I'm staring at the beargrass stained by Bella's and Ric's blood. It doesn’t look normal in the light of the Sunshade, cast into molten silver. As if they're just another pair of machines that ran their course.

I bite my hand. Otherwise, I might use it do something I can't take back.


***


In the week that follows, correspondence between departments leads to a small internal investigation. The Air Force sends a form letter apologizing for the mistake, with promises to reimburse our program for any losses incurred. I tell Christine to write back that until the Sonoran pronghorn population has returned to well over four hundred, they better not step foot on the refuge again. “And if any more of those flying rat traps show up, I’m going to blast them with a blowtorch.”

To make me feel better, Christine suggests we have Christmas in July. She dresses HQ in tinsel, hangs lights, and puts a miniature white tree in the break room, lining it with presents. Over cups of hot cocoa one morning, we open them. She made me a scrapbook filled with pictures of Ric and Bella, from their problematic births, to bottle-feeding them in the pen when their mother was sick, to those last days leading up to their release, full grown and healthy and strong.

“There’s one more…” she says, handing over a small box wrapped in green paper and adorned with a golden bow. “It’s not from me.” The tag reads:

To: Dad

From: Jacob

I stare at the gift for a long time. How would he know we’re throwing this mock holiday unless Christine told him? I can’t imagine what’s inside. The longer I study it, the less I care to find out. My son said the drone was controlled by an algorithm, but I looked it up on the Internet: the Air Force uses algorithms for unmanned aircraft, not for small drones like the one that killed our babies. Which means he had to be piloting it. And it wasn't an accident. “Why?” I ask out loud, my heart splitting in half.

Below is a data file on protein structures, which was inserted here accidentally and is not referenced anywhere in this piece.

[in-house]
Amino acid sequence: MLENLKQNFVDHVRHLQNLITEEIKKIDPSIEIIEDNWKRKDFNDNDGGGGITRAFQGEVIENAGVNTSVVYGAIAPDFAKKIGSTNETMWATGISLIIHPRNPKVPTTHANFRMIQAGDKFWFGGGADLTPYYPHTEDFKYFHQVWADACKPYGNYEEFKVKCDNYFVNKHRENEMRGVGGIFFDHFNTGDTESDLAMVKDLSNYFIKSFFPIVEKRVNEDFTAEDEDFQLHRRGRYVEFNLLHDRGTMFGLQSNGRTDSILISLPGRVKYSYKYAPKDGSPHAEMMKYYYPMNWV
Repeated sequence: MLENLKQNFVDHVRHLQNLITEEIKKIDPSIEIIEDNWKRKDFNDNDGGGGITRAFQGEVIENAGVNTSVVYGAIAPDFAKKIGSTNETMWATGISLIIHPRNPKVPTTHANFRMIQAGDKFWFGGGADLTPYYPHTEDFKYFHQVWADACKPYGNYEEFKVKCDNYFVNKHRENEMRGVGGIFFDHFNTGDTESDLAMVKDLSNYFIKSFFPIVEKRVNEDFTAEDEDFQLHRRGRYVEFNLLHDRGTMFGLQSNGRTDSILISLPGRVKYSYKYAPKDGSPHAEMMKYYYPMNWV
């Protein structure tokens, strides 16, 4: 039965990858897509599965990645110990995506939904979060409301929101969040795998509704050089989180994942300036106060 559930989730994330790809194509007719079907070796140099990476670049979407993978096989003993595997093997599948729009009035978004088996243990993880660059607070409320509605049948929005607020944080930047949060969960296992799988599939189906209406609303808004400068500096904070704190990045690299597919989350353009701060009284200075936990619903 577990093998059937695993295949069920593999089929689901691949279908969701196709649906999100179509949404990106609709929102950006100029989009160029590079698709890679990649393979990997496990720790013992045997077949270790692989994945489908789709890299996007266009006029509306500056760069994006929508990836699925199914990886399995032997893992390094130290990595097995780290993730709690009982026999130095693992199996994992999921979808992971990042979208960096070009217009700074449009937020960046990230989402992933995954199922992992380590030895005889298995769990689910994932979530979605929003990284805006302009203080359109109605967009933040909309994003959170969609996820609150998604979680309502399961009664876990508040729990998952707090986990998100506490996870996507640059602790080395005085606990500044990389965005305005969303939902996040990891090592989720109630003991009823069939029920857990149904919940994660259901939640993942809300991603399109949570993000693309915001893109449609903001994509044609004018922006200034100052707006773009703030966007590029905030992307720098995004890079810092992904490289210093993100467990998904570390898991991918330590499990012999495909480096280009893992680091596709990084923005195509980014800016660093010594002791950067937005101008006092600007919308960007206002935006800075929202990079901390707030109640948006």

Misinterpreting, Christine leans into view, eyes shimmering behind her glasses. “It’s a peace offering, Joe. He’s your son. He wants to reconcile.”

I shake my head. That isn't what he wants. I get to my feet, knees protesting louder than ever, and stride to the garbage can. Whatever Jacob was after, he got. Maybe now he is feeling sorry, realizing he took things too far. I don't care.

I throw his gift in the trash.






December 06, 2023 20:53

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6 comments

Sara Thomas
07:40 Jan 12, 2024

This is great! Why do I always like the cranky characters? Haha!

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Philip Ebuluofor
18:21 Dec 18, 2023

Congrats.

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Mary Bendickson
17:52 Dec 15, 2023

Lots of dy amics at play. Congrats on the shortlist.

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Danie Holland
13:17 Dec 11, 2023

When I read the prompt for this, It invoked "warm and cozy." Enjoyed how this story was none of that. 'The whole world draws a curtain over the sun, and the United States Air Force has to scramble to test its weaponry in new conditions' - I thought this concept was interesting. I think I missed something important with the father/son dynamic though. It definitely could be the fact that I'm a bit dense sometimes. I had trouble understanding the son's motivations for killing the animal if it was indeed intentional. "I remember I uploaded a...

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15:38 Dec 11, 2023

I did not establish a clear motive for Jacob other than sadism, and a desire to provoke his father. I was hoping that would contribute to the tone of vacuous cold. Thanks for the thorough read and commentary!

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Danie Holland
16:23 Dec 15, 2023

Congrats friend, you are on a roll!!! 💜